Equipment and studio space is available for individual artists and classes, while programming promotes public benefits and public art.  One of CAFAC’s program for youth, SPEAK, teaches high school students to design and make metal sculptures.  Some early pieces are placed in public spaces and gardens in the neighborhood near CAFAC.  A new sculpture installed at the historic Dakota site Heyata Otunwe (“Village to the side”), on the SE corner of Bde Maka Ska (formerly known as Lake Calhoun), was designed by artists Angela Two Stars, Mona Smith and Sandy Speiler and fabricated by metal workers at CAFAC.  Soon, an enamel-panel mural will be installed in North Minneapolis honoring the muralist John Biggers, called the SEED Project, with panels designed by a multitude of African American artists, and fabricated at CAFAC. 

CAFAC’s existence, and it’s home at the intersection of 38th Street and Chicago Avenue South, came out of community.  “We are the confluence of Central, Bryant, Powderhorn, and Bancroft neighborhoods,” Victoria says.  “We emerged out of a small area master plan, one that emphasized economic development and cultivating cultural amenities.  The revitalization of this corner was, and is, neighbor- and neighborhood-centric.”  For some, the neighborhood felt run-down and unsafe.  “We didn’t just come out of nowhere,” Victoria describes, “we stood side by side” with neighbors as they re-imagined what this intersection could be.   

CAFAC’s building itself is an iteration of both the artistic and the commercial.   Originally designed as the Nokomis Theater in 1915 (showing first silent films then “talkies”), the building served a variety of retail uses from the 1950’s on.  Then, after the dismantling of Minneapolis’ streetcar network, the space housed Wreck Brothers Auto Body Shop until CAFAC bought and started renovating the building in 2009.  Neighbor Emmet Bryant says this about Chicago Avenue and CAFAC’s re-birth:  “The building establishes roots.  The community can come here, not just for youth, but with the idea of making things more beautiful.” 

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As Managing Director, Victoria, and CAFAC partner, Heather Doyle, strive to inspire and catalyze something beyond “the expected, toward,” they say, “the unexpected.”  “We are building a platform for social impact,” Victoria declares.   “We are reaching kids who respond well to project-based learning.  We are big fans of STEM (Science, Technology, Engineering, and Math education and careers), and what we offer here is almost accidental learning.  Kids get going on a project and math, chemistry, creativity – it’s all part of it.”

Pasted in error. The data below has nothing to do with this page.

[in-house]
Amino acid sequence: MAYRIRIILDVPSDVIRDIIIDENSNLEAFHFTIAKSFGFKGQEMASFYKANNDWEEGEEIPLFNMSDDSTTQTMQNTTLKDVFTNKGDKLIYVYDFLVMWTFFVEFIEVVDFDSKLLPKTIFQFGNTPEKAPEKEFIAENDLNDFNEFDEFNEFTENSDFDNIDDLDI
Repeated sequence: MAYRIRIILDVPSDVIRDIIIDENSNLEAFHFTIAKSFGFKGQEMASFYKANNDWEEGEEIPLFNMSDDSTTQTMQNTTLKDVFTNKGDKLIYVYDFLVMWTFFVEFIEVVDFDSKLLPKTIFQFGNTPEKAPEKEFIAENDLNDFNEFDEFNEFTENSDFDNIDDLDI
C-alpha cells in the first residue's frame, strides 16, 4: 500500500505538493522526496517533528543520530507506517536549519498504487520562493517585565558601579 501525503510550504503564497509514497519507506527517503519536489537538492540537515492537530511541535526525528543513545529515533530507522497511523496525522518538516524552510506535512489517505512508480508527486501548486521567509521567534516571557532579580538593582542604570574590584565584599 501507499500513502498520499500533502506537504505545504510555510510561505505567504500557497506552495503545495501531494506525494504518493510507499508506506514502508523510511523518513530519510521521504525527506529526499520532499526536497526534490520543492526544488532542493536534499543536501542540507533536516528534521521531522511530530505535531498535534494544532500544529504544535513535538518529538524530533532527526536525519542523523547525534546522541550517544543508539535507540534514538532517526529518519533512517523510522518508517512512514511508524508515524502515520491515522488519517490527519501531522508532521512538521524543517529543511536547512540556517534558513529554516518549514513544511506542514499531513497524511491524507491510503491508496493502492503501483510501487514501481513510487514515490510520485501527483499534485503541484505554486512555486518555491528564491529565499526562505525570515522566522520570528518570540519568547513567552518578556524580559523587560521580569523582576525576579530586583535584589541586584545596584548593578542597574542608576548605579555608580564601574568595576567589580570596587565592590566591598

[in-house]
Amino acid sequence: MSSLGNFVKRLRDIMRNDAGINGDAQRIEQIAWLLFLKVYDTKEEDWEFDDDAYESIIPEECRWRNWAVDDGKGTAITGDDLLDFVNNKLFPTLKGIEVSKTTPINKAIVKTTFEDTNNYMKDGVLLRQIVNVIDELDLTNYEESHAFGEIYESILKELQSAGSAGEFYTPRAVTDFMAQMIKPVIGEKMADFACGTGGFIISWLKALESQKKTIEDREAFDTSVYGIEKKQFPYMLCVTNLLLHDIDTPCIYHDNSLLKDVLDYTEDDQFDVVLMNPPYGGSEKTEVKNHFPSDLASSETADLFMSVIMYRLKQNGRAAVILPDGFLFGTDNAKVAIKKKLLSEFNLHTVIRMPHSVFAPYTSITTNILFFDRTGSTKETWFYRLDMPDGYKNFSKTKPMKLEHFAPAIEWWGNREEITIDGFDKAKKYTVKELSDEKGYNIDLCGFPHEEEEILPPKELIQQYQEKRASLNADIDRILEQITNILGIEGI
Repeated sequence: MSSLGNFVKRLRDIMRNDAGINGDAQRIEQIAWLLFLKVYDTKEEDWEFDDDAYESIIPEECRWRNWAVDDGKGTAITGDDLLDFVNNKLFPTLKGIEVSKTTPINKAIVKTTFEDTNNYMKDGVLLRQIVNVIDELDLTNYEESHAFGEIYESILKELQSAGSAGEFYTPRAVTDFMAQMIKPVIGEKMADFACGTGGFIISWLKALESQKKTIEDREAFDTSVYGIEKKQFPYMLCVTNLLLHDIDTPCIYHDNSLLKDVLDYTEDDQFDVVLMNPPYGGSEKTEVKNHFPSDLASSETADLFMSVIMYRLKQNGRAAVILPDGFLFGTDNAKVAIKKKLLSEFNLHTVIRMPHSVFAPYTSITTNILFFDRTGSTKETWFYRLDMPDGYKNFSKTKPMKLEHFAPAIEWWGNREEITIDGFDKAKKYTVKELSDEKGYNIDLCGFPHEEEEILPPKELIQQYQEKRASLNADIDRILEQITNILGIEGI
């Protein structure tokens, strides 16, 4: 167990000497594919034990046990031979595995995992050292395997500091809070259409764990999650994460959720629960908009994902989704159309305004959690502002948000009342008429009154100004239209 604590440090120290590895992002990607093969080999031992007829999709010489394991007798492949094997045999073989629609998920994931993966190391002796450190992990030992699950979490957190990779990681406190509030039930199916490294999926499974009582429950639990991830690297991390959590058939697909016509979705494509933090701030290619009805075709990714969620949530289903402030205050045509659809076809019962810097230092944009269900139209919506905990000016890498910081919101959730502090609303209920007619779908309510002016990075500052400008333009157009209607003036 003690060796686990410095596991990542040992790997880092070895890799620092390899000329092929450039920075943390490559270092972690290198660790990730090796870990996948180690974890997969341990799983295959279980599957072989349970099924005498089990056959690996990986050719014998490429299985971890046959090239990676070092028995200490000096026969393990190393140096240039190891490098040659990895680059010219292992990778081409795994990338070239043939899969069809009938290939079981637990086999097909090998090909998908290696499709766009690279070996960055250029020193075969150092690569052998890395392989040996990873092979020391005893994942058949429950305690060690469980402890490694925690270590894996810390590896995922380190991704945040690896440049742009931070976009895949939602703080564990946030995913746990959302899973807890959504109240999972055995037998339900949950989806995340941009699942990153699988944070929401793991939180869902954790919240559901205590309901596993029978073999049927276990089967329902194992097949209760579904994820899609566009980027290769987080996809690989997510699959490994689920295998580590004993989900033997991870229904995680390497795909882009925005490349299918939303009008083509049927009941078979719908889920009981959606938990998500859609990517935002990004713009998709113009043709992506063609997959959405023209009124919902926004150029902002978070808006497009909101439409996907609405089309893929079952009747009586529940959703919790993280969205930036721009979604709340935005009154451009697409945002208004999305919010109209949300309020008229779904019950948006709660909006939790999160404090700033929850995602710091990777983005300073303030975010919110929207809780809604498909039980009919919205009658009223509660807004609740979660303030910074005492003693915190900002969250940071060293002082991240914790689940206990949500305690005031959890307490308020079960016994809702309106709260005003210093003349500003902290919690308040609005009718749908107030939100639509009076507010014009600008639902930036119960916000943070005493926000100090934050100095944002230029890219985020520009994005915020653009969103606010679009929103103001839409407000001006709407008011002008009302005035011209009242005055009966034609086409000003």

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New students sometimes come to CAFAC and the fire arts terrified of what might happen.  “They might ask, ‘Will this be OK?’ ‘Will I be safe?’  But it’s empowering!” Victoria says.  She offers one notable example:  “We worked with victims of human trafficking and prostitution [in one workshop], and the women found it empowering to handle a torch, work with molten metal, manipulate materials with a hammer and heat.  It was accessible for them.  It was Capital A ART,” she says, “gorgeous, elegant, and yet messy, freeing, not pretentious.” 

CAFAC has become an anchor institution at 38th and Chicago, in a historic building, at a corner that is undergoing a Renaissance of small shops and artist-led storefronts.  It has always been an important transportation hub for south Minneapolis (first with streetcars and now with bus lines and bike lanes) and CAFAC is a crossroads for emerging and established artists. 

“For me,” Victoria says proudly, “this enterprise is an alignment of professional and personal.  This is my neighborhood,” the former community-college educator says.  “This space is an outreach of my fellow CAFAC founders and our desire to improve the neighborhood.  [Our teaching presence] asks the community questions, and we let them speak their truth through metal.  We ask:  ‘What happens if we do this together?’ ‘What happens if we give it a try?’”